When I covered the Binghamton Mets, New York's Double-A affiliate, one of my primary resources for information was Mets Blog, run by Matthew Cerrone. It's probably the best fan blog I've seen in any sport and helped keep me up to date on what was going on with the big-league club and throughout the system. Two weeks ago, just before going on vacation, I saw a post of Matt's on his Tumblr. The subject: Does anybody outside of the media care who breaks news?
In sports journalism circles, people very much care who breaks the story. Part of it is ego, no doubt. But breaking news is career currency in journalism, the way publishing in peer-reviewed journals is in academia. The traditional measure of how good a reporter is is how many stories he or she has broken, or what stories he or she has broken. I got a job at a bigger paper in Binghamton in part because I was honored for breaking the St. Bonaventure welding scandal.
To be fair, this is inside baseball-ey of reporters. Do fans care? Anecdotally, I get mixed messages. Sometimes, fans will claim to not care. But if a media outlet is the last to report something, fans will often ridicule them for being behind or reporting "what everyone already knows anyway." (NOTE: This is not in reference to Matt or the fan he quoted in his post. It's my own independent observations). Plus, if a reporter is going to "build a brand," (Or, for Gene Weingarten, developed a reputation), one of the primary ways is to be known as a journalist who consistently breaks news (rather than a glorified stenographer).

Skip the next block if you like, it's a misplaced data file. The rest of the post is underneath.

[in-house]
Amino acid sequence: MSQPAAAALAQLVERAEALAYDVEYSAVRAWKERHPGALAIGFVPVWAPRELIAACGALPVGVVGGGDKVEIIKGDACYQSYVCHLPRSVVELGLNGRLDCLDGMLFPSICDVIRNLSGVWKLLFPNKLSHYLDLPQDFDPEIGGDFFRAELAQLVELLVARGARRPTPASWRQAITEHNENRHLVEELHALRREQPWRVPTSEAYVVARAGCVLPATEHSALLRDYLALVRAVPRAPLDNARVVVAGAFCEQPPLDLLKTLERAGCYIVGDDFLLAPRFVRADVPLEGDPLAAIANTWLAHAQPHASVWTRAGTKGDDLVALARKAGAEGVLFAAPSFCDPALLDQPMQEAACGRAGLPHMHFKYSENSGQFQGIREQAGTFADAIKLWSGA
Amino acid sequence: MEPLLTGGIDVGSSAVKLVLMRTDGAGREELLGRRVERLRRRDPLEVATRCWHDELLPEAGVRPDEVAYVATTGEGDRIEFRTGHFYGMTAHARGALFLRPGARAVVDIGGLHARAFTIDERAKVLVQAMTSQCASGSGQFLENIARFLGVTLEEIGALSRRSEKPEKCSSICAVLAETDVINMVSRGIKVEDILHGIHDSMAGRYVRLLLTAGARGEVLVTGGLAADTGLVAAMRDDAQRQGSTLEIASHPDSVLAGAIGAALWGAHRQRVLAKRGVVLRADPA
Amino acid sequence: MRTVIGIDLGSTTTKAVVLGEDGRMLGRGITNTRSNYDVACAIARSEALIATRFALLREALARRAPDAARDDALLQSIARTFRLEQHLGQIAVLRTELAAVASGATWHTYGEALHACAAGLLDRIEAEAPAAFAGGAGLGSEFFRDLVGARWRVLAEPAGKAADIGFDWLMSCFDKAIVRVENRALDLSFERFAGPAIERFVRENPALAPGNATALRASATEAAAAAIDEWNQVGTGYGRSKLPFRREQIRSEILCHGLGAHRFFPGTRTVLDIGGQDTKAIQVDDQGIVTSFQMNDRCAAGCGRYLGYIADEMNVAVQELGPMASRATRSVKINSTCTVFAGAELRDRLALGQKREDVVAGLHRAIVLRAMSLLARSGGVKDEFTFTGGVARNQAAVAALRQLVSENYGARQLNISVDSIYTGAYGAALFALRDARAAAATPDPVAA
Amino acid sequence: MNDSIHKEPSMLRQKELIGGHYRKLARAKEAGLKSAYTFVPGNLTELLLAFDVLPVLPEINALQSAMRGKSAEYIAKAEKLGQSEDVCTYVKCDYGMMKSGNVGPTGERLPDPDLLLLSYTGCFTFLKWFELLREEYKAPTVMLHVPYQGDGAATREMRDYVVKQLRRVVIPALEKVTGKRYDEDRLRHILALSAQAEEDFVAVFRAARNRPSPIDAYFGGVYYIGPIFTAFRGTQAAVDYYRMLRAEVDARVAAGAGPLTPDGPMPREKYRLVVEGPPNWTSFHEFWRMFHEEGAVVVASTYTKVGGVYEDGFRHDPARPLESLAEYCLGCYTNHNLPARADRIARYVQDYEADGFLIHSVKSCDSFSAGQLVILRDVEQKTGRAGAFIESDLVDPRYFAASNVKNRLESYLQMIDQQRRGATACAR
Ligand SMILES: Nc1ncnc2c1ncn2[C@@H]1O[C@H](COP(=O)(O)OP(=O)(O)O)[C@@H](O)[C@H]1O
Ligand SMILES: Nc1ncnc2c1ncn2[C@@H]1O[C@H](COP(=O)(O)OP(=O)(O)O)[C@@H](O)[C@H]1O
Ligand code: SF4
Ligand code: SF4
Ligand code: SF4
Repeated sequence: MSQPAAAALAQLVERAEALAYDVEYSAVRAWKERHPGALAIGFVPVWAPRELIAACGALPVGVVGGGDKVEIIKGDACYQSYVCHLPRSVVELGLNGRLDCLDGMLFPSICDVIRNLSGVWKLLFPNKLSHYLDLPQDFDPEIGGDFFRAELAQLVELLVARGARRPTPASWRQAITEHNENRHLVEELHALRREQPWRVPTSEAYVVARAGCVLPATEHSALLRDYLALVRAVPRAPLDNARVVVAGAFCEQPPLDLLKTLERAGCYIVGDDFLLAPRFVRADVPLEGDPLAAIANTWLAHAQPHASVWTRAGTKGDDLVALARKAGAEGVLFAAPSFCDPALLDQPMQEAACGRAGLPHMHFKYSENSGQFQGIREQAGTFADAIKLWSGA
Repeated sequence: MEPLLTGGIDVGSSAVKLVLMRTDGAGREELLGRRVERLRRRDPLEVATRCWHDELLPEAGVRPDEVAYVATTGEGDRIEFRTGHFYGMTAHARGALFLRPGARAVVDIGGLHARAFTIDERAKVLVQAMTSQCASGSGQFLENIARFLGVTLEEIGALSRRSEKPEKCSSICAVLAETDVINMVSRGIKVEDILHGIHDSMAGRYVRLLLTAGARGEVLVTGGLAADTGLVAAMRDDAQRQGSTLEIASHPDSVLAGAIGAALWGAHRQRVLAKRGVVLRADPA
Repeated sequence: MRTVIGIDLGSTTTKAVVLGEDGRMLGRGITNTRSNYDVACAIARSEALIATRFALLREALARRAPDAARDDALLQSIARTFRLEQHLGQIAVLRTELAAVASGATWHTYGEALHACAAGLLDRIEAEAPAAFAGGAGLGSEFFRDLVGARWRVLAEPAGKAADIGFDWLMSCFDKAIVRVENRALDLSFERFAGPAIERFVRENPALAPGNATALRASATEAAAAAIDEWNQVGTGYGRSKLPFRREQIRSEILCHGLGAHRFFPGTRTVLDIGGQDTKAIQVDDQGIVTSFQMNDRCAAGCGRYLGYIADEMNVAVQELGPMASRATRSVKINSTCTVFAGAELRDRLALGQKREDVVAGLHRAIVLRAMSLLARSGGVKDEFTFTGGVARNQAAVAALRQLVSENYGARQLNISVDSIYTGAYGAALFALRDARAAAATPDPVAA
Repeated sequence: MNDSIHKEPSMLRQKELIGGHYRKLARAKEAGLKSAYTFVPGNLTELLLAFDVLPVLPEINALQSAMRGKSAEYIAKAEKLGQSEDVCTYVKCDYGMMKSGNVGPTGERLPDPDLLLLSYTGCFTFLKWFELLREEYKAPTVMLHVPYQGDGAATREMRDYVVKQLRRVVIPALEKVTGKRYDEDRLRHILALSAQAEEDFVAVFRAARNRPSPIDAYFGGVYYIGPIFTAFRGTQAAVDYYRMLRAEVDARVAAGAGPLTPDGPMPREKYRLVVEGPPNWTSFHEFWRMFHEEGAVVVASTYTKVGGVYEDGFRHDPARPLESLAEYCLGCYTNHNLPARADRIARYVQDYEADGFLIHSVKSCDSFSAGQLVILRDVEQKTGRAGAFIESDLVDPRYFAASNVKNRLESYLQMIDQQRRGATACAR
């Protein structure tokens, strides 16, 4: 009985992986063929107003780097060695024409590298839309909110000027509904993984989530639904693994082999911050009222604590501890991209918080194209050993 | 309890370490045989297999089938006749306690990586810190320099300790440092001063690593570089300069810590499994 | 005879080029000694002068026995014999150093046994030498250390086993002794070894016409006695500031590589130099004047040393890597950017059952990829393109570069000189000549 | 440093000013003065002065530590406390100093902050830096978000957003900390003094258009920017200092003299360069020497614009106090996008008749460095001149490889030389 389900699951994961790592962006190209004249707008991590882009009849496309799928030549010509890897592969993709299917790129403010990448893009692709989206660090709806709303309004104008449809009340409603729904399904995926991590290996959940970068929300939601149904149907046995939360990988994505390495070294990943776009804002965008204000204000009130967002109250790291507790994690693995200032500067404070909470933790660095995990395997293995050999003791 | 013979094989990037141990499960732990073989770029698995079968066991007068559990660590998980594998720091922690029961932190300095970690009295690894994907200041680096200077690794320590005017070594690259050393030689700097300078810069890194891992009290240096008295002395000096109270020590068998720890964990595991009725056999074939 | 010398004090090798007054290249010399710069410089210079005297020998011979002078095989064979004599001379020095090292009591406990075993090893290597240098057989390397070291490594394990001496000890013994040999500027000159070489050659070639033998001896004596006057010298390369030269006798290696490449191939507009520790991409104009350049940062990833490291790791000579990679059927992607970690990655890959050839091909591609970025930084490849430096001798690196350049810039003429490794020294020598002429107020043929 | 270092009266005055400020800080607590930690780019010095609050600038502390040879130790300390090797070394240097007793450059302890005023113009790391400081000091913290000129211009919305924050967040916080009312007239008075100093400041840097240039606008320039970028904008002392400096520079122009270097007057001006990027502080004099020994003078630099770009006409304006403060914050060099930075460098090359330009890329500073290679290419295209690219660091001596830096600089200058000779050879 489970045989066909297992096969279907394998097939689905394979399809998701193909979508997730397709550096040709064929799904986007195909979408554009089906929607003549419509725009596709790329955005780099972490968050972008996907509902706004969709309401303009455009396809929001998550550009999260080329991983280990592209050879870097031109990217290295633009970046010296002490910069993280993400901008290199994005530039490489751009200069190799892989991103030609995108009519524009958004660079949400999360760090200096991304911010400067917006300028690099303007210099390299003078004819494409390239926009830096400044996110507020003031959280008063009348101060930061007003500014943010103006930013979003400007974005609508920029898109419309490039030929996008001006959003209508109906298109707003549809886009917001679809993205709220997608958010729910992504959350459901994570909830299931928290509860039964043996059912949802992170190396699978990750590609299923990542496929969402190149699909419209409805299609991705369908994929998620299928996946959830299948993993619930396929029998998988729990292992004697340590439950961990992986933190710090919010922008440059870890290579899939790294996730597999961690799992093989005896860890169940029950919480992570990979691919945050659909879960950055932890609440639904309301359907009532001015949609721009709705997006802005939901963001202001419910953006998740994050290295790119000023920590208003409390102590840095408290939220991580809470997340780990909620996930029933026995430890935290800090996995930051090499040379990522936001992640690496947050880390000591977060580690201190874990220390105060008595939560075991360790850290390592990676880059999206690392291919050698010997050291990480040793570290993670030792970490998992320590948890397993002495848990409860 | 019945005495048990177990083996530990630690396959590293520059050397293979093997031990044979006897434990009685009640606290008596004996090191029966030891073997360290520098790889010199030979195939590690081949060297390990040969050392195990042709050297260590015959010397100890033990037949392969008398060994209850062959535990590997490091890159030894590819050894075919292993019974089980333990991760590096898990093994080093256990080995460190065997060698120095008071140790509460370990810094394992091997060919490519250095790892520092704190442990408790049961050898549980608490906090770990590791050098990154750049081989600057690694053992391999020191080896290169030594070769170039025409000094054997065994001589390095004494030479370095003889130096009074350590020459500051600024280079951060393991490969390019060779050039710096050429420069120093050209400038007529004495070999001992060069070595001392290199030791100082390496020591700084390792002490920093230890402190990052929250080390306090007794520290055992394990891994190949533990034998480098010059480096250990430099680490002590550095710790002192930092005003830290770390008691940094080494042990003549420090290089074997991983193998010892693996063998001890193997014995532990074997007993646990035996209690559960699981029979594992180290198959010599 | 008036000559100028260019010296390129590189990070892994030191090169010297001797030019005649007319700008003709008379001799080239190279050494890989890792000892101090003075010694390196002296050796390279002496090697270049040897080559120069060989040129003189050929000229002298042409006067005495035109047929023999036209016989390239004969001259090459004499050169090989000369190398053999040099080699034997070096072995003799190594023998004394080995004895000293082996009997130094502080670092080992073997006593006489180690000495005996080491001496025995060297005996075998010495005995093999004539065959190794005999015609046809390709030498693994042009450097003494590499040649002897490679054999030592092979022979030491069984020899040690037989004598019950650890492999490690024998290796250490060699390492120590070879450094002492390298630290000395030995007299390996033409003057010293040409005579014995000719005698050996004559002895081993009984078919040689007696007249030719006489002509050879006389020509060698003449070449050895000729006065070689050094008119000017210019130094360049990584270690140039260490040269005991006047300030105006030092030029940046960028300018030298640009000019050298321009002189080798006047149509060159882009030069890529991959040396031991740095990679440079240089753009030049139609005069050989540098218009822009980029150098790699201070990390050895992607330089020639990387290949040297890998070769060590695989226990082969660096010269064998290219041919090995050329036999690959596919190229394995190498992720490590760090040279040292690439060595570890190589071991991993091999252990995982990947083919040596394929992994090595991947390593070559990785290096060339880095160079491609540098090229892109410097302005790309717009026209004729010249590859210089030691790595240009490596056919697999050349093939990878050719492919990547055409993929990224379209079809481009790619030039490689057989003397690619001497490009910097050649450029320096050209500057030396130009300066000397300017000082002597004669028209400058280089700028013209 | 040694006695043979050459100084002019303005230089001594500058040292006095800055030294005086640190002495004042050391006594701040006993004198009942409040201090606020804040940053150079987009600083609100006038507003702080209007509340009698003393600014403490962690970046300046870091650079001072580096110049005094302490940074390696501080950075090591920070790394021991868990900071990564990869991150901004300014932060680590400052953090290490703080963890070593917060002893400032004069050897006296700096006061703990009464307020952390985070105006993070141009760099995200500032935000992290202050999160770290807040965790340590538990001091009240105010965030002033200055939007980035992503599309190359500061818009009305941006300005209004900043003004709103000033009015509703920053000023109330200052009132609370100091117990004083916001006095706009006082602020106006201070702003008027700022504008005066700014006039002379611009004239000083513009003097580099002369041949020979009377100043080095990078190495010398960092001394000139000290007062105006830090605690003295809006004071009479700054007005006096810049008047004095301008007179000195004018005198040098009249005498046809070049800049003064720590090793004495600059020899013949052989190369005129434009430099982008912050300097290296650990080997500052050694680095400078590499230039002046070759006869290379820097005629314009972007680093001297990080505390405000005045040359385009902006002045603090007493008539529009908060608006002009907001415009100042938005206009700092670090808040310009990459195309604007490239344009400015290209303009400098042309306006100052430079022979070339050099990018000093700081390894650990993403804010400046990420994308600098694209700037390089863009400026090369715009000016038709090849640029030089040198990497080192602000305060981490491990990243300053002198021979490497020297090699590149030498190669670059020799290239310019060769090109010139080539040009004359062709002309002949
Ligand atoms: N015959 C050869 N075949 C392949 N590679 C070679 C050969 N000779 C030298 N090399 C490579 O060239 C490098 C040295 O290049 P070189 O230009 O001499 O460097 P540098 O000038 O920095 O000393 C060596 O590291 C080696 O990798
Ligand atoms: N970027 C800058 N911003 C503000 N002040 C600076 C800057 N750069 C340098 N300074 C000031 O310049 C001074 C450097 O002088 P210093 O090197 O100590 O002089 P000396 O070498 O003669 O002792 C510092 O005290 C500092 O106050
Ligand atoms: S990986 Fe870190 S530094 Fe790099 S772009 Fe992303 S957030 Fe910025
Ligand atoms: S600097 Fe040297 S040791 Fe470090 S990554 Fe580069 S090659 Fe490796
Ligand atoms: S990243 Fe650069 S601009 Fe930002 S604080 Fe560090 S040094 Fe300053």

That's why reporters care so much about who breaks stories. It's not just ego. OK, a lot of it is ego. But it's also one of the ways reporters define themselves. In this changing media landscape, it's one of the ways news organizations can differentiate themselves from other media outlets.
One of the things I'm finding in my research, though, is that the nature of a scoop is changing. In the print era, having a scoop meant having a story in the print paper that no one else did. This was a triumph, because you had a victory over your competitors for an entire day. You were the must-read, and everyone else was playing catch-up. Now, things are changing. Now, it's more and more a mindset of publishing breaking news online, via the website or Twitter. That means your victory is usually seconds or minutes long before somebody links to it or retweets it.
That may sound minor and petty, but this is a big change for reporters. There are still some I've talked to who want their big scoops to be held for the paper the next day. They still believe that a scoop in the paper is the ultimate. Plus, if your currency is breaking news, and the notion of breaking news is changing to the point where having a scoop almost irrelevant (since your competition can pick it up and share it right away, rather than the next day), that's a breakdown in your system.
The way to look at it may be to take a broader view. Do I care who breaks any one story? No. Because many times, that can come down to who types the fastest, who happens to get a call back first, whose Twitter app is fastest. But I do care what reporters tend to break the most news, the ones who are in front of the stories rather than behind it, who are telling me things I don't know and things I didn't know I wanted to know rather than just repeating stats and quotes, that I'm going to be following and reading.
What's everyone else think?